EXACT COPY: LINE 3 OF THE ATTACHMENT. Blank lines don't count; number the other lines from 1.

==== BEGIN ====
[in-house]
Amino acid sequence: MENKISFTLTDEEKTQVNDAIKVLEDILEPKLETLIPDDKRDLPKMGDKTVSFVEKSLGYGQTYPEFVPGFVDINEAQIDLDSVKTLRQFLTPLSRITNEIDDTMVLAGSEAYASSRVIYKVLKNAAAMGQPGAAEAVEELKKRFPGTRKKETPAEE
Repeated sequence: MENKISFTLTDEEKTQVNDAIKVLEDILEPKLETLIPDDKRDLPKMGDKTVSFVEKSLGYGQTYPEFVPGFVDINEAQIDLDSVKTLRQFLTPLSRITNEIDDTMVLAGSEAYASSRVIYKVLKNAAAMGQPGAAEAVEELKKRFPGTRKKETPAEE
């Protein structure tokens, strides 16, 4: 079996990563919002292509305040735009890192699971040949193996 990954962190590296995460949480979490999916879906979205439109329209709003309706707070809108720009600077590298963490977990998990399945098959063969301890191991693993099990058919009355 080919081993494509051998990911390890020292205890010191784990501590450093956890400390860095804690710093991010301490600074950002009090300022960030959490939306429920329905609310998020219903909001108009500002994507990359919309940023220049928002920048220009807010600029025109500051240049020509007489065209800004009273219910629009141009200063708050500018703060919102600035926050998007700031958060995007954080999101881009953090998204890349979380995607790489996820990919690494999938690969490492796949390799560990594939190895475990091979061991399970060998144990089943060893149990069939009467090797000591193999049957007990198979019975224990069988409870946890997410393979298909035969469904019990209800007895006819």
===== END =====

Repeated sequence: MENKISFTLTDEEKTQVNDAIKVLEDILEPKLETLIPDDKRDLPKMGDKTVSFVEKSLGYGQTYPEFVPGFVDINEAQIDLDSVKTLRQFLTPLSRITNEIDDTMVLAGSEAYASSRVIYKVLKNAAAMGQPGAAEAVEELKKRFPGTRKKETPAEE